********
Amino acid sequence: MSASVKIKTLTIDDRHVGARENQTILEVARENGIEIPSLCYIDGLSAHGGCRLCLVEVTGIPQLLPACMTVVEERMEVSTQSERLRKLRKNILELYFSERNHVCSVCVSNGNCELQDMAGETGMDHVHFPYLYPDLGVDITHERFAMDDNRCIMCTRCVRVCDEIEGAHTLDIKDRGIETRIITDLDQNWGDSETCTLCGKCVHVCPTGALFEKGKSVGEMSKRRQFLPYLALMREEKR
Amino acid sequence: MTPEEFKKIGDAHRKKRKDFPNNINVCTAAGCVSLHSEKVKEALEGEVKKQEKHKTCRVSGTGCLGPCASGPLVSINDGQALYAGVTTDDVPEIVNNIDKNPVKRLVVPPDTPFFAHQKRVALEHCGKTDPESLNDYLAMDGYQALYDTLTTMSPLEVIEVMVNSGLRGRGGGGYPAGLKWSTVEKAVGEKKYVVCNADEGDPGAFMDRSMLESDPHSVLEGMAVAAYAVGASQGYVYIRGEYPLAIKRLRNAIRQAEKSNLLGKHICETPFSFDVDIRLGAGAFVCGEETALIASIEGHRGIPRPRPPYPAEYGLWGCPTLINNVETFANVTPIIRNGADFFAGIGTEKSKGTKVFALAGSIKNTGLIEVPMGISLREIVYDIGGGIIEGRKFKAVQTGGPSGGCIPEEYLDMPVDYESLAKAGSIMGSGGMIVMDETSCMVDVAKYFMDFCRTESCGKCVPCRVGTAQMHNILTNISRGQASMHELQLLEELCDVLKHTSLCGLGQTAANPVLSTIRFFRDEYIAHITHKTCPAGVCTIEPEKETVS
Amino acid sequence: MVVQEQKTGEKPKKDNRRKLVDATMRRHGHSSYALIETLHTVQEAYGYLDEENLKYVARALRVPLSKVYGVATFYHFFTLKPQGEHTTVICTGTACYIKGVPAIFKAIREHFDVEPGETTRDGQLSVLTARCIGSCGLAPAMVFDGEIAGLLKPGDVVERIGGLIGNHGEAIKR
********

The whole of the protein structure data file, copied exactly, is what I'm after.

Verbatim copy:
Amino acid sequence: MSASVKIKTLTIDDRHVGARENQTILEVARENGIEIPSLCYIDGLSAHGGCRLCLVEVTGIPQLLPACMTVVEERMEVSTQSERLRKLRKNILELYFSERNHVCSVCVSNGNCELQDMAGETGMDHVHFPYLYPDLGVDITHERFAMDDNRCIMCTRCVRVCDEIEGAHTLDIKDRGIETRIITDLDQNWGDSETCTLCGKCVHVCPTGALFEKGKSVGEMSKRRQFLPYLALMREEKR
Amino acid sequence: MTPEEFKKIGDAHRKKRKDFPNNINVCTAAGCVSLHSEKVKEALEGEVKKQEKHKTCRVSGTGCLGPCASGPLVSINDGQALYAGVTTDDVPEIVNNIDKNPVKRLVVPPDTPFFAHQKRVALEHCGKTDPESLNDYLAMDGYQALYDTLTTMSPLEVIEVMVNSGLRGRGGGGYPAGLKWSTVEKAVGEKKYVVCNADEGDPGAFMDRSMLESDPHSVLEGMAVAAYAVGASQGYVYIRGEYPLAIKRLRNAIRQAEKSNLLGKHICETPFSFDVDIRLGAGAFVCGEETALIASIEGHRGIPRPRPPYPAEYGLWGCPTLINNVETFANVTPIIRNGADFFAGIGTEKSKGTKVFALAGSIKNTGLIEVPMGISLREIVYDIGGGIIEGRKFKAVQTGGPSGGCIPEEYLDMPVDYESLAKAGSIMGSGGMIVMDETSCMVDVAKYFMDFCRTESCGKCVPCRVGTAQMHNILTNISRGQASMHELQLLEELCDVLKHTSLCGLGQTAANPVLSTIRFFRDEYIAHITHKTCPAGVCTIEPEKETVS
Amino acid sequence: MVVQEQKTGEKPKKDNRRKLVDATMRRHGHSSYALIETLHTVQEAYGYLDEENLKYVARALRVPLSKVYGVATFYHFFTLKPQGEHTTVICTGTACYIKGVPAIFKAIREHFDVEPGETTRDGQLSVLTARCIGSCGLAPAMVFDGEIAGLLKPGDVVERIGGLIGNHGEAIKR